In his book, Kresek published several journal entries from lookouts that worked at Numa Ridge over the years. There were many complaints about having to do chores. They seemed to come out of boredom, rather than the physical work itself. Apparently there were other hazards that lookouts had to deal with that weren’t in the job description. On September 12, 1950, firewatcher Scotty Beaton made this entry:
“Found mud in water barrel; put there by kid from McFarland’s dude ranch; same kid busted crosshairs on firefinder, bent nails on bear board, and ruined my binoculars on the hot stove.”
Speaking of Numa Ridge, Edward Abbey, author of the Monkey Wrench Gang, once spent a summer in 1975 manning the lookout. In A Lookout’s Journal, Abbey summed-up his experience with this quote: “Bears, beans, bores and bugs: Numa Ridge Lookout.”
As we move forward into the 21st Century it will be interesting to see if Glacier National Park continues to stay on the cutting edge with the latest technologies in fire management. In the very near future it appears that unmanned drones will be used to detect and monitor wildfires, and may even be used to suppress fires.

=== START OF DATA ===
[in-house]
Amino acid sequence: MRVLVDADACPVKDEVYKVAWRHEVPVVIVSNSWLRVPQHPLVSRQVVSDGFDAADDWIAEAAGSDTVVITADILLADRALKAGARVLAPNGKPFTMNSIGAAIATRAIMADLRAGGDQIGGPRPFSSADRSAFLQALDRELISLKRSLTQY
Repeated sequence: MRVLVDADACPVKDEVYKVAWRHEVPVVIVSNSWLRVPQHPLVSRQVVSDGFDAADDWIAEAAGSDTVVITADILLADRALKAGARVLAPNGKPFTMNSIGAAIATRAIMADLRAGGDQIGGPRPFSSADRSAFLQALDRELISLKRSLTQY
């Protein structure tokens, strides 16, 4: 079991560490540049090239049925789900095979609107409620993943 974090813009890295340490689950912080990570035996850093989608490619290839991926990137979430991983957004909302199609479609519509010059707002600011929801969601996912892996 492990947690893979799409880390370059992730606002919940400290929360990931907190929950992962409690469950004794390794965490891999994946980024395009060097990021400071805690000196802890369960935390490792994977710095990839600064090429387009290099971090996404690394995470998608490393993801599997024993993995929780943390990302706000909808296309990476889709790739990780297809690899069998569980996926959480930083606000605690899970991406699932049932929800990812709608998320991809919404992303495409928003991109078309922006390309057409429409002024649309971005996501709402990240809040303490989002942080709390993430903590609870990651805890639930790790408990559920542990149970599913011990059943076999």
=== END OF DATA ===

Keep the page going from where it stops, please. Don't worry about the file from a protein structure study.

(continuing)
Of the 17 fire lookouts that once stood in the park, 9 still remain, all of which can be reached by trail. Here’s a list of lookouts in Glacier, present and past:
Apgar Lookout / Built: 1929
Access: 2.8 mile hike on the Apgar Lookout Trail near Apgar
Huckleberry Lookout / Built: Original in 1923, rebuilt in 1933
Access: 6 mile hike Huckleberry Lookout Trail near Apgar
Loneman Lookout / Built: 1930 and rehabed in 2003
Access: 7 mile hike on Loneman Lookout Trail off Highway 2 near Middle Fork
Mount Brown Lookout / Built: 1928
Access: 5.4 mile hike from Lake McDonald Lodge
Numa Ridge Lookout / Built: 1934
Access: 5.6 mile hike on the Numa Ridge Lookout Trail at Bowman Lake
Porcupine Ridge Lookout / Built: 1939
Access: Porcupine Lookout Trail via Waterton Valley Trail out of Goat Haunt
Scalplock Lookout / Built: 1931
Access: 4.7 mile hike on Scalplock Trail in Walton
Swiftcurrent Lookout / Built: 1936
Access: 6.2 mile hike from The Loop, 7.8 miles from Many Glacier, or 9.9 miles from Logan Pass
Bear Mountain Point Lookout / Built: 1935 / Destroyed: 1965
Curly Bear Lookout / Built: 1934 / Destroyed: 1963
Elk Mountain Lookout / Built: 1930 / Destroyed: 1963
Heaven's Peak Lookout / Built: 1945 / Building is still standing after being abandoned in 1953, and is scheduled to be stabilized in 2012 in order to preserve it.
Heaven's Peak South Lookout / Built: 1943 / Destroyed: 1963
Red Eagle Lookout / Built: 1960 / Destroyed: 1986
Reynolds Ridge Lookout / Built: 1931 / Destroyed: 1963
Riverview Mountain Lookout / Built: 1923 / Abandoned: 1930s
Waterton Lake Lookout / Built: 1930s / Abandoned 1940s
For more information on the lookouts you can visit the Fire Lookout website and the National Park Service’s List of Classified Structures.
I’ll sign-off today with this lookout journal entry from September 3, 1980:
“Autumn is in the air. A pair of golden eagles are hovering in the thermals around the station. The western sky is gorgeous, pink with crimson ruffles. CFCN Radio is playing the Hugo Winterhalter Orchestra’s Canadian Sunset. It’s time to bring in the flag. God Bless America!”
Hiking in Glacier.com